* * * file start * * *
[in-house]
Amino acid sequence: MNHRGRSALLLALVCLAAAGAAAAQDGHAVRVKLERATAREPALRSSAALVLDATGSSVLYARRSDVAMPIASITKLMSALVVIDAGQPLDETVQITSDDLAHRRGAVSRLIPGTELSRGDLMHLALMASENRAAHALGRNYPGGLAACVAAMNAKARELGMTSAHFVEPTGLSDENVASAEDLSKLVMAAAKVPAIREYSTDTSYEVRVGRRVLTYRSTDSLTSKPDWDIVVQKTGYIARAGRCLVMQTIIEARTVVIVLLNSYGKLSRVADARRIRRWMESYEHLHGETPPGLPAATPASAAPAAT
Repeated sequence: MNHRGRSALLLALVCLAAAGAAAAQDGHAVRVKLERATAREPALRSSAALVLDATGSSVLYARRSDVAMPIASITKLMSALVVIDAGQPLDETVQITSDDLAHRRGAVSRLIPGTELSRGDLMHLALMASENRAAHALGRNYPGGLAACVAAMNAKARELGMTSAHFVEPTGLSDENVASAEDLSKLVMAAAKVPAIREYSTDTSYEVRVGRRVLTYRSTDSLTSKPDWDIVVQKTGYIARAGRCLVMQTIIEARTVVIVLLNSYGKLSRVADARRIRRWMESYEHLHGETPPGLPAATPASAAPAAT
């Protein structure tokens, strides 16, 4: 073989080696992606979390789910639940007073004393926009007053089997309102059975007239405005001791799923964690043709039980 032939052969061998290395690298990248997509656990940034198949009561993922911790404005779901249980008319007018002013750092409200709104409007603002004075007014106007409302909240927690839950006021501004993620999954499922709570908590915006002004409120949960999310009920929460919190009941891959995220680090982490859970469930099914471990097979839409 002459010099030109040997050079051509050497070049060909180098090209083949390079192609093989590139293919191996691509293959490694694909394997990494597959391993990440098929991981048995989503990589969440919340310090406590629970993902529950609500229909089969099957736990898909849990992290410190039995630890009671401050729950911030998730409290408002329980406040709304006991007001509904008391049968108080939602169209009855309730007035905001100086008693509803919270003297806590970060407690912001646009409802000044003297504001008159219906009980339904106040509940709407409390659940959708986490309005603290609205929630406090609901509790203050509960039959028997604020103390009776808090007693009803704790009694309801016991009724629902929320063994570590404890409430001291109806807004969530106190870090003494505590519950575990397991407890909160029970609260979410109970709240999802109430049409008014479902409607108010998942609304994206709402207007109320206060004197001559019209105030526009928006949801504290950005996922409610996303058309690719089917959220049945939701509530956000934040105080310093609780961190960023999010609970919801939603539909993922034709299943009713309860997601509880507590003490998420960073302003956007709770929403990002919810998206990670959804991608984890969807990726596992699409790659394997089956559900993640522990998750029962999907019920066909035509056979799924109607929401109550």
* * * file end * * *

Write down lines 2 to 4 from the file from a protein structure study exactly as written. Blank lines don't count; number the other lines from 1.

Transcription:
Amino acid sequence: MNHRGRSALLLALVCLAAAGAAAAQDGHAVRVKLERATAREPALRSSAALVLDATGSSVLYARRSDVAMPIASITKLMSALVVIDAGQPLDETVQITSDDLAHRRGAVSRLIPGTELSRGDLMHLALMASENRAAHALGRNYPGGLAACVAAMNAKARELGMTSAHFVEPTGLSDENVASAEDLSKLVMAAAKVPAIREYSTDTSYEVRVGRRVLTYRSTDSLTSKPDWDIVVQKTGYIARAGRCLVMQTIIEARTVVIVLLNSYGKLSRVADARRIRRWMESYEHLHGETPPGLPAATPASAAPAAT
Repeated sequence: MNHRGRSALLLALVCLAAAGAAAAQDGHAVRVKLERATAREPALRSSAALVLDATGSSVLYARRSDVAMPIASITKLMSALVVIDAGQPLDETVQITSDDLAHRRGAVSRLIPGTELSRGDLMHLALMASENRAAHALGRNYPGGLAACVAAMNAKARELGMTSAHFVEPTGLSDENVASAEDLSKLVMAAAKVPAIREYSTDTSYEVRVGRRVLTYRSTDSLTSKPDWDIVVQKTGYIARAGRCLVMQTIIEARTVVIVLLNSYGKLSRVADARRIRRWMESYEHLHGETPPGLPAATPASAAPAAT
């Protein structure tokens, strides 16, 4: 073989080696992606979390789910639940007073004393926009007053089997309102059975007239405005001791799923964690043709039980 032939052969061998290395690298990248997509656990940034198949009561993922911790404005779901249980008319007018002013750092409200709104409007603002004075007014106007409302909240927690839950006021501004993620999954499922709570908590915006002004409120949960999310009920929460919190009941891959995220680090982490859970469930099914471990097979839409 002459010099030109040997050079051509050497070049060909180098090209083949390079192609093989590139293919191996691509293959490694694909394997990494597959391993990440098929991981048995989503990589969440919340310090406590629970993902529950609500229909089969099957736990898909849990992290410190039995630890009671401050729950911030998730409290408002329980406040709304006991007001509904008391049968108080939602169209009855309730007035905001100086008693509803919270003297806590970060407690912001646009409802000044003297504001008159219906009980339904106040509940709407409390659940959708986490309005603290609205929630406090609901509790203050509960039959028997604020103390009776808090007693009803704790009694309801016991009724629902929320063994570590404890409430001291109806807004969530106190870090003494505590519950575990397991407890909160029970609260979410109970709240999802109430049409008014479902409607108010998942609304994206709402207007109320206060004197001559019209105030526009928006949801504290950005996922409610996303058309690719089917959220049945939701509530956000934040105080310093609780961190960023999010609970919801939603539909993922034709299943009713309860997601509880507590003490998420960073302003956007709770929403990002919810998206990670959804991608984890969807990726596992699409790659394997089956559900993640522990998750029962999907019920066909035509056979799924109607929401109550």